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Problem: Two hanging objects connected by a rope

We have two objects — a cube of 13 kg and a sphere of 39 kg. The cube hangs from a rope attached to the ceiling, while the sphere hangs from a second rope attached to the bottom of the cube.

Assuming the two ropes are massless, What is the tension in the first rope? And in the second?

Solving the problem

Let's start by drawing a sketch of what is happening:

The cube hangs from a rope attached to the ceiling, while the sphere hangs from a rope under the cubemM

Since we're dealing with massless ropes, we need to keep in mind that tensions exerted by the ends of a massless rope are equal in magnitude. We will indicate the magnitude of the tensions in the first rope with T1, and the magnitude of the tensions in the second rope with T2.

Let's carefully examine our sketch and enumerate all the forces that we think act on our two objects:

The cube is subject to 3 forces:

  • the tension in the upper rope, T1 (which prevents the cube from falling)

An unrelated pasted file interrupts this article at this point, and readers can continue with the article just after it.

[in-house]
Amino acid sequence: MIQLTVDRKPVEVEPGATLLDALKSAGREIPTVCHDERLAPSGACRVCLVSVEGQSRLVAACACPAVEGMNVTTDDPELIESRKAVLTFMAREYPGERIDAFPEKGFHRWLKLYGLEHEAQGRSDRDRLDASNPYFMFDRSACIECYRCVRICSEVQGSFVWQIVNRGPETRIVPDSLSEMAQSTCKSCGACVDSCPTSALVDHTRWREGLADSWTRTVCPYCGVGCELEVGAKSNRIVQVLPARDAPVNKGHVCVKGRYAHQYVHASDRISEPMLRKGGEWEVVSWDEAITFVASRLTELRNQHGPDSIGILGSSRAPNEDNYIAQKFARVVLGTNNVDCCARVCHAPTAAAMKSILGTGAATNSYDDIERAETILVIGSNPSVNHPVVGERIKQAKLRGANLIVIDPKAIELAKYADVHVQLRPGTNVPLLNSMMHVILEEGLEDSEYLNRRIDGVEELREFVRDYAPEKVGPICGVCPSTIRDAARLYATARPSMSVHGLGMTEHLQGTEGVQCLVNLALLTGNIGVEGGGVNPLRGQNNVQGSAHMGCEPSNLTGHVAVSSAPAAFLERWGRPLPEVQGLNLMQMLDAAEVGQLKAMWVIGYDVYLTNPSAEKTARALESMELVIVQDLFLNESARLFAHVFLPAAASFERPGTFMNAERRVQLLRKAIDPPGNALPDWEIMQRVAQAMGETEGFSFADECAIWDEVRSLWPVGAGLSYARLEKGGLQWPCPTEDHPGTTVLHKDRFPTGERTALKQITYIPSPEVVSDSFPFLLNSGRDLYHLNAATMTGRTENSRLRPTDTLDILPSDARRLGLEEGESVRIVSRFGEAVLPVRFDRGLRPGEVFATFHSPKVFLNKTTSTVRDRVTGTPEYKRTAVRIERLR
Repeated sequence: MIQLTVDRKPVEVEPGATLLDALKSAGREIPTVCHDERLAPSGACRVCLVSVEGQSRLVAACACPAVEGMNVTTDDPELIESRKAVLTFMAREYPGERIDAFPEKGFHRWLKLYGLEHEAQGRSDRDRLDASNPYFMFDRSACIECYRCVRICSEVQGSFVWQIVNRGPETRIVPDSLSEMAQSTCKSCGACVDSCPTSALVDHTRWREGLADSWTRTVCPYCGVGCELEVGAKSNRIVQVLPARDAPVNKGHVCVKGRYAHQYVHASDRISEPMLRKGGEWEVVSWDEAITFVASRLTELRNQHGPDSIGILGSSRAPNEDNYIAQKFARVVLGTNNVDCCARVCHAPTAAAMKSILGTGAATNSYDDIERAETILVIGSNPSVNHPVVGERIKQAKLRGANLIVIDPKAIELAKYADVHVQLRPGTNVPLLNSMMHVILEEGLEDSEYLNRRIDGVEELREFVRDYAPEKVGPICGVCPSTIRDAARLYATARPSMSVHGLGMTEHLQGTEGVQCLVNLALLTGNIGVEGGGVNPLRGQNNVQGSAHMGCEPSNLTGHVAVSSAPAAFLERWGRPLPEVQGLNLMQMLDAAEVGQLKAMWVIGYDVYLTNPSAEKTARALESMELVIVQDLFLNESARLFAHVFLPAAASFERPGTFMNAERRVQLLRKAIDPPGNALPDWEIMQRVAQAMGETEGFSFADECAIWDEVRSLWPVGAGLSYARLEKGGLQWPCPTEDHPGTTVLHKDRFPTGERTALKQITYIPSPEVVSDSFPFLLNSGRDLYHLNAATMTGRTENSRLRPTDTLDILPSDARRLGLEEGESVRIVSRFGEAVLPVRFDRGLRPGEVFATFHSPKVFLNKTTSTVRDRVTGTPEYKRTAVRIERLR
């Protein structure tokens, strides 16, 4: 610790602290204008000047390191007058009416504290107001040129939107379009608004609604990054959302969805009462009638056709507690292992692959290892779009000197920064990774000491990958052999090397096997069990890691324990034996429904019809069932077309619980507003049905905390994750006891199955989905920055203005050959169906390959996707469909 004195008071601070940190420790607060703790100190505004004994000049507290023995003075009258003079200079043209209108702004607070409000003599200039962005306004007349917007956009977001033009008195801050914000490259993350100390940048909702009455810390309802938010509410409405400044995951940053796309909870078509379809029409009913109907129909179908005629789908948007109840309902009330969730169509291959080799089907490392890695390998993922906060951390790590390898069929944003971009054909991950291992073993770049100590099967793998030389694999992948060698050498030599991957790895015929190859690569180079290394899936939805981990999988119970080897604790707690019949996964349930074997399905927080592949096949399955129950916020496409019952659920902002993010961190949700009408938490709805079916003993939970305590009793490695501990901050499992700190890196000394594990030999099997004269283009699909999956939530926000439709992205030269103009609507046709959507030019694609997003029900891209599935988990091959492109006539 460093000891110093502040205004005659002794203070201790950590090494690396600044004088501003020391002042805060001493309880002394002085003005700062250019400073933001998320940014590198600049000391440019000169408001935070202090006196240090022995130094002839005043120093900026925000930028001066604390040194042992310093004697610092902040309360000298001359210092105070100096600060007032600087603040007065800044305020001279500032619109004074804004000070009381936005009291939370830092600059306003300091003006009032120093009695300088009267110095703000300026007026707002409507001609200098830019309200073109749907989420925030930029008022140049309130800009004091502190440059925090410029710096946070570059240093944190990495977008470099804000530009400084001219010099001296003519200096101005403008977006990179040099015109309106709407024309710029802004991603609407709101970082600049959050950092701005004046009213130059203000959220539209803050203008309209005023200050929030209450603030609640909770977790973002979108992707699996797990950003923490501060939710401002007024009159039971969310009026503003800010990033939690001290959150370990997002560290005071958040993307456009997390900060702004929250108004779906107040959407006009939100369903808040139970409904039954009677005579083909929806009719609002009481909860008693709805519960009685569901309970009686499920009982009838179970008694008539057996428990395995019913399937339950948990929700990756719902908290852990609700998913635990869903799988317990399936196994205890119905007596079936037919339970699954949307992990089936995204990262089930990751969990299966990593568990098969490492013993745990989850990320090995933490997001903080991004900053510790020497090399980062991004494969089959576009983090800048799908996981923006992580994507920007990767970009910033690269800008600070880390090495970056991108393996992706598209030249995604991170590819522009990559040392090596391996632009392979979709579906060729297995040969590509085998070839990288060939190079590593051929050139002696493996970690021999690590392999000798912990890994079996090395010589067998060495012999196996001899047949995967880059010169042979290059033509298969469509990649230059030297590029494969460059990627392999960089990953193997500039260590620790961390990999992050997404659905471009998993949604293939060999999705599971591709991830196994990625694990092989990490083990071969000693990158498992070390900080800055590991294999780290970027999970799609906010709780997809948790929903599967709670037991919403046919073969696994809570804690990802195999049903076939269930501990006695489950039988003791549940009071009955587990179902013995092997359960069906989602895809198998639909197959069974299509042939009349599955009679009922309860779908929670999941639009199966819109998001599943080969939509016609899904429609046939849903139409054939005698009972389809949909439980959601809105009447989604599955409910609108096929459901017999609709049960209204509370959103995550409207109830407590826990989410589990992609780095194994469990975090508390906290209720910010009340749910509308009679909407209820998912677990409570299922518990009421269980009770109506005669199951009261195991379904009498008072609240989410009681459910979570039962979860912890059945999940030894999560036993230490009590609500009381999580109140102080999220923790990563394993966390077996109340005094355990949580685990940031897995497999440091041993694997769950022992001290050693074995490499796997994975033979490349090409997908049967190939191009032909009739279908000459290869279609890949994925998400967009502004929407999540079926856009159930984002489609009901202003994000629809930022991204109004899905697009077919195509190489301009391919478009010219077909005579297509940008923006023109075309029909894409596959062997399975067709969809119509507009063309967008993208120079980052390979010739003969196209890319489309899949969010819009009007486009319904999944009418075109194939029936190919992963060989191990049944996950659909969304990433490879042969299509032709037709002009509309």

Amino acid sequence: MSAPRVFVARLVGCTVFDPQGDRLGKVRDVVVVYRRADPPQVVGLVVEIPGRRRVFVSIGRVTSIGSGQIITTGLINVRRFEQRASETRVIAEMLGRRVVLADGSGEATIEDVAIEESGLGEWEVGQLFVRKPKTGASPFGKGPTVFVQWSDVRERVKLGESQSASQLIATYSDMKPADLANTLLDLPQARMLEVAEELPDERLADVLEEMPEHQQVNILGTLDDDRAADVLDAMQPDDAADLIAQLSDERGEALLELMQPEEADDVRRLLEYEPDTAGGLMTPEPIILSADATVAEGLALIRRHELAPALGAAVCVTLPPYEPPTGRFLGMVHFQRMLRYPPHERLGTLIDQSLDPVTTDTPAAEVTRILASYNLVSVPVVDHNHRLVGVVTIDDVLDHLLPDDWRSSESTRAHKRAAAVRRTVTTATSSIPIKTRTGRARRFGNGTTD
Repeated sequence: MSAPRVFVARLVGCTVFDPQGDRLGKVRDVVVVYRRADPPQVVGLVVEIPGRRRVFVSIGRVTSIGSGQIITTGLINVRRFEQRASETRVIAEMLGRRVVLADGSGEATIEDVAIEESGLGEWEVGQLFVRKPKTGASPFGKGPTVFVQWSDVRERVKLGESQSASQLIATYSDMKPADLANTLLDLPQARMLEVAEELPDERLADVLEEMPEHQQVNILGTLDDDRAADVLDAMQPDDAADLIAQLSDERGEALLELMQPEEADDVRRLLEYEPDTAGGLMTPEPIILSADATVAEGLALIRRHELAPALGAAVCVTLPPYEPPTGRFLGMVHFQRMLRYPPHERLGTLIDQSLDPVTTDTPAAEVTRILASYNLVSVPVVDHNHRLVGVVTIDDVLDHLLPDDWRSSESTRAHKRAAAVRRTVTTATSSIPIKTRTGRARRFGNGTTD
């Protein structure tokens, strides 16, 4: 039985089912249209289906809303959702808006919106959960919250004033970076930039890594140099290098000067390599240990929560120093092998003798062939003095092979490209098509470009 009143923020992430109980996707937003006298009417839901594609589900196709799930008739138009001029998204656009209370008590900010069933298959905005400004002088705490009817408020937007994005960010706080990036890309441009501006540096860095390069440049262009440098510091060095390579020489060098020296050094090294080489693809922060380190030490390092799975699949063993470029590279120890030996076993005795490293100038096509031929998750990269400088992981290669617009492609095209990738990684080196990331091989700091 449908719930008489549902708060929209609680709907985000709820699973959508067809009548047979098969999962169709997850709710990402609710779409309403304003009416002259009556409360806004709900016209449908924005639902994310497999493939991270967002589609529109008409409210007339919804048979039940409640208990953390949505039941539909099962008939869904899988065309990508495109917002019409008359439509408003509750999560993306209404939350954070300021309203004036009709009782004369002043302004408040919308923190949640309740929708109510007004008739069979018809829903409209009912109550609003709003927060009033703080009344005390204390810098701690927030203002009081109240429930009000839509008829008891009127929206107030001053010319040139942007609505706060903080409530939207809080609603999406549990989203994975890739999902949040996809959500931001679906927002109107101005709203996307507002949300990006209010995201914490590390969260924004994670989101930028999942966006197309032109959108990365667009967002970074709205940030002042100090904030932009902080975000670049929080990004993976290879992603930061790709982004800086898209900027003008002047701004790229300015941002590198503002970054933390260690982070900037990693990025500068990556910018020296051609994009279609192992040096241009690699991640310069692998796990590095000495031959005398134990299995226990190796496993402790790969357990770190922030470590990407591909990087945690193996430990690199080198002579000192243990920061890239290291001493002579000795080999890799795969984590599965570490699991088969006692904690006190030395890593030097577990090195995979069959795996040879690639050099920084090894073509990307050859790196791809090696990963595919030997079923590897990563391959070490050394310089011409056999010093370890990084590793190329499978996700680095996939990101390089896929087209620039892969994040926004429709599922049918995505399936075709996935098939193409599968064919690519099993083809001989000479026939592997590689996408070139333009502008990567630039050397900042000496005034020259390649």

• the tension in the lower rope, T2 (pulling the cube downward)
  • and the gravitational force, mg

The sphere is subject to only 2 forces:

  • the tension in the lower rope, T2 (which prevents the sphere from falling)
  • and the gravitational force, Mg

Let's draw a free-body diagram for the cube, and another for the sphere:

The free-body diagram of the cubemgT2T1
The free-body diagram of the sphereMgT2

We know the masses (13 kg for the cube and 39 kg for the sphere).

We want to find the tensions in the two ropes.

We know

m = 13 kg
M = 39 kg

We want to know

T1 = ?
T2 = ?

The cube and the sphere are hanging, i.e. they are in static equilibrium. This means that the resultant forces on the cube and on the sphere must be zero.

The sphere is subject to two forces that are opposite in direction (T2 and Mg). Since the resultant force is zero, these two forces must be equal in magnitude:

T2 = Mg
T2 = (39 kg) (9.8 N/kg)
T2 = 380 N

The cube is subject to three parallel forces (T1, T2, and mg). T1 is directed upward, T2 and mg are directed downward. Again, since the resultant force is zero, the magnitude of T1 must be equal to the sum of the magnitudes of T2 and mg:

T1 = T2 + mg
T1 = 380 N + (13 kg) (9.8 N/kg)
T1 = 510 N

Hence, the tension in the upper rope is 510 N, and the tension in the lower rope is 380 N.

Tips & Tricks

  • Remember that tension forces exerted by the ends of a massless rope (or string, cable, etc.) have the same magnitude.
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